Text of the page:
It's all Geek to me?
lukfugl at gmail.com
Wed Feb 21 12:49:46 MST 2007
On 2/21/07, Steve <smorrey at gmail.com> wrote:
> But what the heck does it mean to "contain the lambda calculus properly"?
Distilled from http://en.wikipedia.org/wiki/Lambda_calculus#Formal_definition,
the calculus is defined as:
* A set of identifiers
* A grammar over those identifiers for forming lambda expressions
* A set of equivalence relations for determining if two lambda
expressions are "equal"
My interpretation of a language X "containing" the calculus would be that:
1) For any expression A in X, there is at least one lambda expression
A' that represents the same calculation as A. We'll call A' equivalent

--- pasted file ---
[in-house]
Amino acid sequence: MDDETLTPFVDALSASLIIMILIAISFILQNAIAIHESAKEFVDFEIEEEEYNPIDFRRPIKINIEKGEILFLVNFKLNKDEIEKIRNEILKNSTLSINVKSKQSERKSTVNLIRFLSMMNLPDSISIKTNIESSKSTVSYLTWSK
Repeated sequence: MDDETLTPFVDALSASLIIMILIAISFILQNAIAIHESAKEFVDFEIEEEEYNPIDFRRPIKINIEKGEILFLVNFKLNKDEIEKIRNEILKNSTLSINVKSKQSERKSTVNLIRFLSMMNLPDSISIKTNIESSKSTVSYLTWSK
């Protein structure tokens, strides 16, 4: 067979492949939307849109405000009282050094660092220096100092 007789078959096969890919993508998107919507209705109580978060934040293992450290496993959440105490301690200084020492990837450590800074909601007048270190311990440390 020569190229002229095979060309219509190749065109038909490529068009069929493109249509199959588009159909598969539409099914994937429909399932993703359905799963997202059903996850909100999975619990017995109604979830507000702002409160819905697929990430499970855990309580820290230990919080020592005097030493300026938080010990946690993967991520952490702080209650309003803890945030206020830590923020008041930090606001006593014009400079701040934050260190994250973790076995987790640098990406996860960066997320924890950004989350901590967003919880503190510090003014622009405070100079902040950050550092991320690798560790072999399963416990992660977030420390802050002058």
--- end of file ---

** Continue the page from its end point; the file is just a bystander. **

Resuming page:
2) For any two expressions A and B in X, the A and B are equivalent if
and only if A' and B' are equivalent for all (A', B') where A' is a
lambda expression to A and B' is a lambda expression equivalent to B.
In more informal language: "X contains the lambda calculus if
translating a program in X into the lambda calculus and then
manipulating the translated program according to the rules of the
lambda calculus will always leave the result of the program
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